• Risk reserves: With respect to the fact that the corporate tax act does not recognise risk reserves in the tax base (it is a tax base increasing item in the year when it is generated and it is a tax base decreasing item when it is released); therefore, it is clearly understandable pursuant to the balance sheet principle that the full value of the aggregate amount of risk reserves that are accounted for in the balance sheet generates tax profit in the future when they are released, and they can therefore be taken into account as a basis for deferred tax receivables.

 

  • Accrued losses of previous years: Tax receivables calculated from the balance of accrued losses from previous years that can be realised in the coming years as a tax base decreasing item can be taken into account in the calculation of deferred taxes if future business plans certify certain recovery, in other words, profitable operation, and the accrued loss can be deducted from the related positive tax base (perhaps through several years). It is extremely important to keep accurate records of the unused, accrued negative tax bases of previous years and of the current year, and a considerable corporate income tax impact can be accounted for (under receivables) in the calculation of deferred taxes for the given year based on its aggregate balance, promising future recovery. But at the same time its is important to emphasize that the management of the company must have an accurate estimate indicating that in the coming years operations will generate profits at such a scale that from their tax bases the total amount of the accrued losses can be deducted.

 

  • Development reserves: We will not discuss this category in detail because the latent tax impact in this case is also based on the difference between the rates of depreciation specified in the above-mentioned tax act and in the accounting records. In the case of development reserves, deferred tax liabilities may be recognised because the tax base is reduced in the year when the development reserves are generated, then in the years after that the depreciation specified in the tax act does not reduce the tax base while the tax base increasing item of the accounting depreciation is incurred throughout the useful life of the asset.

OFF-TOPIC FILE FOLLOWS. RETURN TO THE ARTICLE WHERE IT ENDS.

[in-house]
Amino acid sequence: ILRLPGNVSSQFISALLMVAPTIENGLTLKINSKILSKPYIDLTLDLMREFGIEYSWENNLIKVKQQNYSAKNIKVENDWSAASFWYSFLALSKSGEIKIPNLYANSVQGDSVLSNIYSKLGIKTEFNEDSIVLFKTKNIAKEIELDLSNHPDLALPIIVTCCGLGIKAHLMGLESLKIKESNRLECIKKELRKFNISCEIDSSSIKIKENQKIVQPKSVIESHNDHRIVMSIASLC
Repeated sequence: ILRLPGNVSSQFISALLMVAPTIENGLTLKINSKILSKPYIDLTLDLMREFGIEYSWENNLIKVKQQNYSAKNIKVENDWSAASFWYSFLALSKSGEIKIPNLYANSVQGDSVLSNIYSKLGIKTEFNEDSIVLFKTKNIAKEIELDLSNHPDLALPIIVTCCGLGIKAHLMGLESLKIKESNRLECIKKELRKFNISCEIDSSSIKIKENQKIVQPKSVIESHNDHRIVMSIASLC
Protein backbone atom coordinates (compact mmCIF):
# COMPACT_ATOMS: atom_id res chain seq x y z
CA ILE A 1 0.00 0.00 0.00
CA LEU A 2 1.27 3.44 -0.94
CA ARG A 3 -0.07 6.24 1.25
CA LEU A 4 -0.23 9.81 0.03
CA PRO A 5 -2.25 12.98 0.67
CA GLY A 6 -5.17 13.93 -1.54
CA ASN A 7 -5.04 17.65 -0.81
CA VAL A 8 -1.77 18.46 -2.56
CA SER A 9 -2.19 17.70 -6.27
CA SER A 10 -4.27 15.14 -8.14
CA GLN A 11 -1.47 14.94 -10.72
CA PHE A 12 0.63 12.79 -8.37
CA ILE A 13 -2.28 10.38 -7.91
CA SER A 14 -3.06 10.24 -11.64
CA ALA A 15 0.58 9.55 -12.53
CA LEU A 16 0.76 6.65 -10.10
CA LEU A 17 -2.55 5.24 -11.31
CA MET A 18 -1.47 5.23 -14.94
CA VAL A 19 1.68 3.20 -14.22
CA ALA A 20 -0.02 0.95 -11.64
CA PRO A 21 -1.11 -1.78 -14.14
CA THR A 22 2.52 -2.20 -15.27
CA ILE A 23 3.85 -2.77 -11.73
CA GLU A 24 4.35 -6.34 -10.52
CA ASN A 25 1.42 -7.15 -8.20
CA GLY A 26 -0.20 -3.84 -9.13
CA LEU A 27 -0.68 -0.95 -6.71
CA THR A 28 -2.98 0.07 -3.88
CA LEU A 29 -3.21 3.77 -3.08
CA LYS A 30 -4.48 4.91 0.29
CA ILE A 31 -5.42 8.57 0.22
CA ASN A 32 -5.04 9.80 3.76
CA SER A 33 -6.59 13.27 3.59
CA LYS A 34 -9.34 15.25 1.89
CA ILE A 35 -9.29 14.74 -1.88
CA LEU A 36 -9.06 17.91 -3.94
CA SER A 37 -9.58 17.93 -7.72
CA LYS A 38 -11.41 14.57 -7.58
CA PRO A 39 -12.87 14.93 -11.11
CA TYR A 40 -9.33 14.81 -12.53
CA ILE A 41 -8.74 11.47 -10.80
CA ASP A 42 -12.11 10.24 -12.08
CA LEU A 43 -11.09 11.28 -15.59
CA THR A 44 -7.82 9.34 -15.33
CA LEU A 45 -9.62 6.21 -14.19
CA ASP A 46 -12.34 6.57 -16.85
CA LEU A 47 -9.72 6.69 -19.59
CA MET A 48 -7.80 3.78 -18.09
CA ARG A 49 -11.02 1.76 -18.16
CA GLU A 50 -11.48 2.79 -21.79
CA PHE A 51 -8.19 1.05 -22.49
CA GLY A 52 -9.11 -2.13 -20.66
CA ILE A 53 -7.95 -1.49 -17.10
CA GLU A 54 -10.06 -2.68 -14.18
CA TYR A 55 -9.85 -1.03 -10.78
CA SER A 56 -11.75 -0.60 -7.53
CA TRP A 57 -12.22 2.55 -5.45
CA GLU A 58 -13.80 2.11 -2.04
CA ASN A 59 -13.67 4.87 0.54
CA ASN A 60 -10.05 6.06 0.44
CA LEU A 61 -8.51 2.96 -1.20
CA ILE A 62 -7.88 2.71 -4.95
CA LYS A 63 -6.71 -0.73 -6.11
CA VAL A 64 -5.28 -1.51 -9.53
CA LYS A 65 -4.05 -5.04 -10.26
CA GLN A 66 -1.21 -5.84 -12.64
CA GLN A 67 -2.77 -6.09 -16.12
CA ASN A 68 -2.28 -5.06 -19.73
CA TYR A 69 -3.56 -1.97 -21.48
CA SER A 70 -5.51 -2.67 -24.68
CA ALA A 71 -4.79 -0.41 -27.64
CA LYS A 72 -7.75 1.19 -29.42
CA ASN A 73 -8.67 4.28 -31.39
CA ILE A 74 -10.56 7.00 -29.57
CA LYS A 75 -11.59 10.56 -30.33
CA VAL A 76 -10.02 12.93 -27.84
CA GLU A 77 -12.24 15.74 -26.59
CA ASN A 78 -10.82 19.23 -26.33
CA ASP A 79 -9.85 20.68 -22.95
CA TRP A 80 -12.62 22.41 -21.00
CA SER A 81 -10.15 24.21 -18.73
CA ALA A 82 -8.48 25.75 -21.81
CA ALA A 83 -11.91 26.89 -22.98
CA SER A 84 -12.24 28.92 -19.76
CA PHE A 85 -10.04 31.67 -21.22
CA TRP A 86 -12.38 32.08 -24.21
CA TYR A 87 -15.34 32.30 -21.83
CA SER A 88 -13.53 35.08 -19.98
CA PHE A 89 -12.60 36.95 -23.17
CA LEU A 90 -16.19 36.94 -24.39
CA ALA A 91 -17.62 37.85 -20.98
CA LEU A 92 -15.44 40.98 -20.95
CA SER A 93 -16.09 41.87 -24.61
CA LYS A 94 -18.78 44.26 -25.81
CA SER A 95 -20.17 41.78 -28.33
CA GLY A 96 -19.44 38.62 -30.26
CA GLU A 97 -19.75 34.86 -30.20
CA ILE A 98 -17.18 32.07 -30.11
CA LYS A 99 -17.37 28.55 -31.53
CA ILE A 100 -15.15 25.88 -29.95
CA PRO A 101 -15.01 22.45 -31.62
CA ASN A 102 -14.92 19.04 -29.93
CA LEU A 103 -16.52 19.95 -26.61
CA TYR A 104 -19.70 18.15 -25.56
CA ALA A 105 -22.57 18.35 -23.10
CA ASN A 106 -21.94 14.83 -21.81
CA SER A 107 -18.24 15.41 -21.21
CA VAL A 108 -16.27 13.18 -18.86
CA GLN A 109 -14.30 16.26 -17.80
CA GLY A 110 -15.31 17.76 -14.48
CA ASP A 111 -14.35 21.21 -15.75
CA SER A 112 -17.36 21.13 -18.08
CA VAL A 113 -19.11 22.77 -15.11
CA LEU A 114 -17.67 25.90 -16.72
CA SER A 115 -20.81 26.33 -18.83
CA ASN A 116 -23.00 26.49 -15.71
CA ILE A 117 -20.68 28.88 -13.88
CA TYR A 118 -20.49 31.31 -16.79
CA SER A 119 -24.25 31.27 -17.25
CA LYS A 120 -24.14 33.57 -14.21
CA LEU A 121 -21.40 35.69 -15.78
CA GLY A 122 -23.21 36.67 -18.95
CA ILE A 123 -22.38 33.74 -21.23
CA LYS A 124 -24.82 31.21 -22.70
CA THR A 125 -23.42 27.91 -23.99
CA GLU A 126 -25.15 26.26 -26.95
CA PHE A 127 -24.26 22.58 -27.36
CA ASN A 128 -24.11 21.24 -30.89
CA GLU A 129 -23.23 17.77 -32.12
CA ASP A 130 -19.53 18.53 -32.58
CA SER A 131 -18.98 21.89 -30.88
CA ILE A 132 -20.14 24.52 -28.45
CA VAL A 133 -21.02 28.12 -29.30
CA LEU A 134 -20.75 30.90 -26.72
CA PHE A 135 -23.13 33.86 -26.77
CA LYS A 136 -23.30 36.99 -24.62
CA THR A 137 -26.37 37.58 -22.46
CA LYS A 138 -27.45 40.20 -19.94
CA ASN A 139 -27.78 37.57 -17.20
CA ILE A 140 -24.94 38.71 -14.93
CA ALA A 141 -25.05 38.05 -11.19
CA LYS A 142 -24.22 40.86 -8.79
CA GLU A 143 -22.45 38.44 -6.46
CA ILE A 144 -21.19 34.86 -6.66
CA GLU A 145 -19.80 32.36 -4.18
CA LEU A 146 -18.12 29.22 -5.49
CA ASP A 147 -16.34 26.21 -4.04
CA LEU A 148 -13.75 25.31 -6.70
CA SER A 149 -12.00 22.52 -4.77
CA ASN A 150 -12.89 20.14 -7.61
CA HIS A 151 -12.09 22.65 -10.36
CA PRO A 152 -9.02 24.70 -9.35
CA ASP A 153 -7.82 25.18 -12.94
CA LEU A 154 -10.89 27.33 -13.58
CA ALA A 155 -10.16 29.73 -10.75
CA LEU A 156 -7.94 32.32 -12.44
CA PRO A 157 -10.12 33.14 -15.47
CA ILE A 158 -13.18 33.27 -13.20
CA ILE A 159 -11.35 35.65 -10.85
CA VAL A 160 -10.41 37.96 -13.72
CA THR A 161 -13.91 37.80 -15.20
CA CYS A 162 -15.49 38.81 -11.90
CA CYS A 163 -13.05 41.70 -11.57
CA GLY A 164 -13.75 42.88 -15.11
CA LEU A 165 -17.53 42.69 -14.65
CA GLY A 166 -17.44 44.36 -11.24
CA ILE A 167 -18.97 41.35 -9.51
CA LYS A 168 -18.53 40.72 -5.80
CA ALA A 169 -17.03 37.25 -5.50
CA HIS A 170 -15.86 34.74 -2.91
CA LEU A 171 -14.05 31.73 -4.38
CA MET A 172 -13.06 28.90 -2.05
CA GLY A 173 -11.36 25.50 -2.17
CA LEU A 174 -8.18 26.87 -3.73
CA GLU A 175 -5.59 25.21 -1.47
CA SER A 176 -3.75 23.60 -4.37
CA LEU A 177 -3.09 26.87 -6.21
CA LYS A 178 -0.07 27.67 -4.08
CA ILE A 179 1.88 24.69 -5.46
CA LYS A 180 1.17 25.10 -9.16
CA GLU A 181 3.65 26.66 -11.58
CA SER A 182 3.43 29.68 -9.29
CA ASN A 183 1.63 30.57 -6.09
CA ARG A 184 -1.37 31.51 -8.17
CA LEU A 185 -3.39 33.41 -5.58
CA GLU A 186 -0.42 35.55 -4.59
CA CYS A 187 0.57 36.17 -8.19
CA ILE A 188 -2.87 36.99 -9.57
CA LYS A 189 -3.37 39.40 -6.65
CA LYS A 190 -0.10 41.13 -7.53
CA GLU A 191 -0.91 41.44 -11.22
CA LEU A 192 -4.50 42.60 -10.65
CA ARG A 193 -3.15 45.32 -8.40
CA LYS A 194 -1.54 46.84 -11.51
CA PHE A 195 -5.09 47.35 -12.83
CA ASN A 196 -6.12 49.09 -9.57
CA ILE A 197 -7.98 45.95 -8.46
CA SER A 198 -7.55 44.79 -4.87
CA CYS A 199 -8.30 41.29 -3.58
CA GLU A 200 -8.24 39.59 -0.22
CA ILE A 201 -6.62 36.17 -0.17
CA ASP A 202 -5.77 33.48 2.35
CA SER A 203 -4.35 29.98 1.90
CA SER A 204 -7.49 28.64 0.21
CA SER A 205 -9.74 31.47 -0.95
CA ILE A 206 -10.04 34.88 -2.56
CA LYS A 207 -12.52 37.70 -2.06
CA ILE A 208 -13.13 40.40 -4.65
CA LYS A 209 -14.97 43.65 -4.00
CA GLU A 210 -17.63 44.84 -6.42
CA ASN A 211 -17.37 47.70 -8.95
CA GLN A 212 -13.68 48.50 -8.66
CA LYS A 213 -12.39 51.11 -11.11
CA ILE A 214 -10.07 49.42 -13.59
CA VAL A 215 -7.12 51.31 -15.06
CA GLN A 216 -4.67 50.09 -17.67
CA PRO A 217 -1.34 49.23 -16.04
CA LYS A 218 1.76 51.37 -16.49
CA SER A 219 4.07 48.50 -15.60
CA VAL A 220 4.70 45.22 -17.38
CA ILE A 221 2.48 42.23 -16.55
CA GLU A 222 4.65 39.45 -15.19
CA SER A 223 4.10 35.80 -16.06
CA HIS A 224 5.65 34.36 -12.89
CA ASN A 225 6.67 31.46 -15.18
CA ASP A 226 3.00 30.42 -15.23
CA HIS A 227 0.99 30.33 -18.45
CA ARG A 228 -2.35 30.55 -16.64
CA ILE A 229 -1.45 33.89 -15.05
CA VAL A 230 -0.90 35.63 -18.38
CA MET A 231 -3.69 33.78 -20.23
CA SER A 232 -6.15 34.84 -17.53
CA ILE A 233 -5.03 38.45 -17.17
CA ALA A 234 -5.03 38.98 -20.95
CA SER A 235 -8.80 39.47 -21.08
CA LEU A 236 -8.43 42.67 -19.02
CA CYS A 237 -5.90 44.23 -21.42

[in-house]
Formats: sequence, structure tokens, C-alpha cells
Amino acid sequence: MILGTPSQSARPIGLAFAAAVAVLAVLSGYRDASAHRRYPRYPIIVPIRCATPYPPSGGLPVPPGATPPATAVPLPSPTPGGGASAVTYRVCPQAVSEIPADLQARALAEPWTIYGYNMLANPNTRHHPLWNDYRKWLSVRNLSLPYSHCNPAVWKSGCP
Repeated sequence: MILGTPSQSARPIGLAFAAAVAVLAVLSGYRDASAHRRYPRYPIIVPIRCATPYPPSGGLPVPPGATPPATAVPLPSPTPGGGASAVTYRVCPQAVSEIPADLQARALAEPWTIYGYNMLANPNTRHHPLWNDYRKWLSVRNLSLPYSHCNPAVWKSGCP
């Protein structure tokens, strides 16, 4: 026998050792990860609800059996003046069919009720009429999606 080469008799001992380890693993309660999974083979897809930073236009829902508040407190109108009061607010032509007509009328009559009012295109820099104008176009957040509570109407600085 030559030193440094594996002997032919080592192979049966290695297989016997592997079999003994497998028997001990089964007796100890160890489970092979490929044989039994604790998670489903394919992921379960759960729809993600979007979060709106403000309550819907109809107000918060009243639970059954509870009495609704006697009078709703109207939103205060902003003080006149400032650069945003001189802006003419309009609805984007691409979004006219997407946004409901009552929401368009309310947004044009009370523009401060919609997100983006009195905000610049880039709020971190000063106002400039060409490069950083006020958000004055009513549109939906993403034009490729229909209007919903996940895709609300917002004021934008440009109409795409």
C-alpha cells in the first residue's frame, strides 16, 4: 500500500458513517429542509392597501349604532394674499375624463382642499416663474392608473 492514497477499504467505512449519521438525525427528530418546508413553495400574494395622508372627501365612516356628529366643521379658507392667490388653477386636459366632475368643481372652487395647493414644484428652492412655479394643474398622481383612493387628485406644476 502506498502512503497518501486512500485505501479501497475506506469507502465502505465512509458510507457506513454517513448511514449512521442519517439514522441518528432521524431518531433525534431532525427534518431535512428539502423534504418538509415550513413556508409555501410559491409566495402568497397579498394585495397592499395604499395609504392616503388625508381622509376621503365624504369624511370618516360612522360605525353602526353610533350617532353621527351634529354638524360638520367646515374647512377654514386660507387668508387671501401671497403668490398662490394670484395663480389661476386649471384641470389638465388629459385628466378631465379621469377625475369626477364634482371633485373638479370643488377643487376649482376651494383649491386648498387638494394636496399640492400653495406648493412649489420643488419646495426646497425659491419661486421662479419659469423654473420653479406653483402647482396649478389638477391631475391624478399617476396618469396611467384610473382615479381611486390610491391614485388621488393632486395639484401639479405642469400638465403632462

• Differences based on the discrepancies between the valuation methods of the IFRS statements and the statements prepared pursuant to the accounting act: In addition to the differences between the tax balance sheet and the accounting balance sheet, the potential impact on deferred taxes arising from the differences between Hungarian and IFRS statements must be taken into account when putting together IFRS statements, similarly to the methods described above (simply: "AN" in this case will mean the book value according to IFRS).

 

It is important to note once again that the definitive difference between the tax balance sheet and the accounting balance sheet that will not be reversed in the future (e.g. costs that were not incurred in the interests of the company) cannot be taken into account when calculating deferred taxes.

 

After aggregating the latent tax receivables and liabilities that are calculated on the basis of the temporary differences which are determined pursuant to the balance sheet approach described above (with the help of the future tax rate which is expected to apply to the period when the assets are enforced or the liabilities are paid),

 the deferred tax receivable or liability to be included in the company's balance sheet of the given year will be determined which modifies the actually payable tax heading in the profit and loss account (it is reduced in the case of deferred tax receivables and it is increased in the case of liabilities).

It is important to note that deferred tax receivables can be accounted for if it is likely that in the future the business will realise an amount of taxable profit from which the deferred loss or the tax reductions can be enforced.

 

In summary, please note that the following must be accounted for separately in the IFRS statement:

  • The amount of actual and deferred tax receivables and liabilities from all other balance sheet items
  • Deferred tax receivables must be accounted for under fixed assets while deferred tax liabilities must be recognised under long-term liabilities in a net amount, in other words, as an aggregate sum, either under assets or liabilities depending on whether the sum is positive or negative
  • The sum of actual and deferred taxes must be generally accounted for under revenues or expenditures in the profit and loss statement (except if the transaction, which results in the deferred tax impact, must be accounted for under "other comprehensive income" pursuant to the rules of the IFRS because in this case the related deferred tax will also be added to or deducted from the other comprehensive income).